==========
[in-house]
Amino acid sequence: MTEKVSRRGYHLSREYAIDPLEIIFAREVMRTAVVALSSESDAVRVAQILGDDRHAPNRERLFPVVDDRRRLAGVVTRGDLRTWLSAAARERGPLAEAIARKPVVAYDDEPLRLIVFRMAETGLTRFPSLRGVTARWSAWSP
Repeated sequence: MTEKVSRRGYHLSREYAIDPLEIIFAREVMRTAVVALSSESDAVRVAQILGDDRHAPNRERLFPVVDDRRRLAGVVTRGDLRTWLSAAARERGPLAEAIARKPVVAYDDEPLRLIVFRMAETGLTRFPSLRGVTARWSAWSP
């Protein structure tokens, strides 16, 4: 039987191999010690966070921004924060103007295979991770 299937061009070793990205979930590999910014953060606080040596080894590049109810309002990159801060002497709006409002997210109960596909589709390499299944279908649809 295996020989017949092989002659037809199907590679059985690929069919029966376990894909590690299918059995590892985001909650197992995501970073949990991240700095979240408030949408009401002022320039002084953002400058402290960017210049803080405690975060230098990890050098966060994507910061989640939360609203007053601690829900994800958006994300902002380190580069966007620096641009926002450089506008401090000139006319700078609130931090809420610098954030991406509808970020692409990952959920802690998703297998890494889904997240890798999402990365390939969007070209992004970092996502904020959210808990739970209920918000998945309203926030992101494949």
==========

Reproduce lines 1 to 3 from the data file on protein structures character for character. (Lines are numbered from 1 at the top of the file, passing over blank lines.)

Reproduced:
[in-house]
Amino acid sequence: MTEKVSRRGYHLSREYAIDPLEIIFAREVMRTAVVALSSESDAVRVAQILGDDRHAPNRERLFPVVDDRRRLAGVVTRGDLRTWLSAAARERGPLAEAIARKPVVAYDDEPLRLIVFRMAETGLTRFPSLRGVTARWSAWSP
Repeated sequence: MTEKVSRRGYHLSREYAIDPLEIIFAREVMRTAVVALSSESDAVRVAQILGDDRHAPNRERLFPVVDDRRRLAGVVTRGDLRTWLSAAARERGPLAEAIARKPVVAYDDEPLRLIVFRMAETGLTRFPSLRGVTARWSAWSP